Conversations about Genre, part 1

How university students in Cali, Colombia joined me in talking about genre

Image by Gerd Altmann from Pixabay

This series, Conversations about Genre, tells the tale of 26 students and their teacher from the Universidad del Valle in Cali, Colombia, who explored and critiqued the idea of written genres and invited me to join the conversation with them.

Through a set of emails and letters, these current university students and future teachers discussed what it means to be taught to write according to expected conventions, and what it can mean to think of genre not as “rigid and pure” but as dynamic and changeable, something each of them helps create. They also explore how difficult it can be to try to vary from genre expectations, even as they try to do so themselves. Their letters to me followed their studying of one article I had published in 1993, “Generalizing about Genre: New Conceptions of an Old Concept.” If you want that background to their letters, you might want to read the article itself (here is an alternate link to that article, in case international restrictions limit one or the other).

After weeks of email and letter exchanges, I sent my own response to their letters, included at the end of this series. In answering their questions, I reflected on my decades of studying and teaching genre, and I made some new personal discoveries.

The students’ letters were so thoughtful and informed, the whole exchange so rich in ideas, that I wanted to share them with others. Thanks to these students’ generosity in granting permission — and their teacher’s hard work — I am able to publish all six of their collaboratively composed letters in the following 7 parts, beginning with the teacher’s initial invitation to me. Part 9 of this series is the letter I wrote in response to their questions.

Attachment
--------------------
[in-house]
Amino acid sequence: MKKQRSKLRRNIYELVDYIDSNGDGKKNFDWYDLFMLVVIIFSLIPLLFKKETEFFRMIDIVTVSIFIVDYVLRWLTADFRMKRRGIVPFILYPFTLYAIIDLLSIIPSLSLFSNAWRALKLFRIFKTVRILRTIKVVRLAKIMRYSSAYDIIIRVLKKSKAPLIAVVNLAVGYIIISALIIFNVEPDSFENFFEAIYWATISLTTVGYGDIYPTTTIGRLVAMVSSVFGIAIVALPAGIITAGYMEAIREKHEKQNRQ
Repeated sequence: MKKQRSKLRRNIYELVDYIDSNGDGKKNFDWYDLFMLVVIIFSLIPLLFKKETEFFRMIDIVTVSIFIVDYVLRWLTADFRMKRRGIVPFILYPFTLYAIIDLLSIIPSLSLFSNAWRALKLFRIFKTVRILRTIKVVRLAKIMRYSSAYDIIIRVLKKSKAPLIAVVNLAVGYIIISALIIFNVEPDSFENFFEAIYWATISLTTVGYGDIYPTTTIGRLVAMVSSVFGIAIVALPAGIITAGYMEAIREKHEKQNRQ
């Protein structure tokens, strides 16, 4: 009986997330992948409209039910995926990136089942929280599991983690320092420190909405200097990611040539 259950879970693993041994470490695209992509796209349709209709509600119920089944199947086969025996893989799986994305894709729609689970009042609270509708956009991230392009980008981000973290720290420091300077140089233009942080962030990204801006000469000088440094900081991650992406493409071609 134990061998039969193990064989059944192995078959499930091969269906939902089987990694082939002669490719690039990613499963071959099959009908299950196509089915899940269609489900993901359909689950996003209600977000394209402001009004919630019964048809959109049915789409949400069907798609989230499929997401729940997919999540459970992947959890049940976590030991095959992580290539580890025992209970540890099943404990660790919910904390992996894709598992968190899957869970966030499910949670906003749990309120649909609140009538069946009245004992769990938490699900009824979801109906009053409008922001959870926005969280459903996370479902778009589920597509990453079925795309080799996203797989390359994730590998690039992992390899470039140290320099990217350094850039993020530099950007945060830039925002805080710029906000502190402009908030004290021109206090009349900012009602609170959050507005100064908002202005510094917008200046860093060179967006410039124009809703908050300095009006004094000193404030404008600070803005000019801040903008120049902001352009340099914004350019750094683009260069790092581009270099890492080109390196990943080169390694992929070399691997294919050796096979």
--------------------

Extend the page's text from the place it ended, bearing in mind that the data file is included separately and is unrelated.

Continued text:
I wanted to publish this conversation not only because of the wealth of ideas about genre that we discuss but also because of the wealth of human connection this exchange displays. The students displayed warmth and humor and interest in me as a person behind their scholarly reading. I hoped to show in my response just how much I respected and valued them as not only thinkers and future teachers but also as human beings.

Academic publishing, scholarly articles, can seem removed and can create distance between writer and readers. That’s part of what that genre instills in us. Exchanges like this conversation through letters can change that relationship. I hope you enjoy this cross-country conversation and come to appreciate, as I do, these smart, engaged, and lively students and their teacher.

On to part 2, in which an innovative teacher sends an invitation. Parts 3 through 8 include each of the students’ letters, including an audio letter in Part 7 and a video letter in Part 8. Part 9 is my response to the students, answering their questions and reflecting on what I think about genre today.

This series, while including my comments in italics, is a collaborative effort among the following authors (in order of their parts in this series):

Part 2

Julián Felipe Ávila Aguilar

Part 3

Sara Campos Avila

Juan Diego Matta Solarte

Carol Gamboa Ibarguen

Fanny Ortiz Paz

Leidy Hurtado Salazar

Part 4

Alejandra Charry Torres

Melany Cortés Mera

Jazmin Lugo Quiñones

Jhoana Hincapié

Part 5

Ángela Johana Quiroz Mejía

Favián Andrés Suárez T

Daniela Sánchez Chacón

Miguel Angel Audor Arbelaez

Part 6

Maria Paula Grajales

Pau Hurtado Tulande

Leyla Mejía Rincón

Valentina Chagüendo López

Part 7

Faubricio Trullo Ortega

Maria Stephannie Salazar

Andres Felipe Salas A.

Dick Morales Pulido

Luisa Fernanda Lugo Filigrana

Part 8

Valentina Ruiz Rodriguez

Jhoan Sebastian Camargo Marin

Sandra Milena Tapie

Valentina Zapata Villano

Part 9

Amy J Devitt

Writer, teacher, researcher, PhD, optimist. I explore language & everyday genres to help people see & choose the language & genres they use. www.amydevitt.com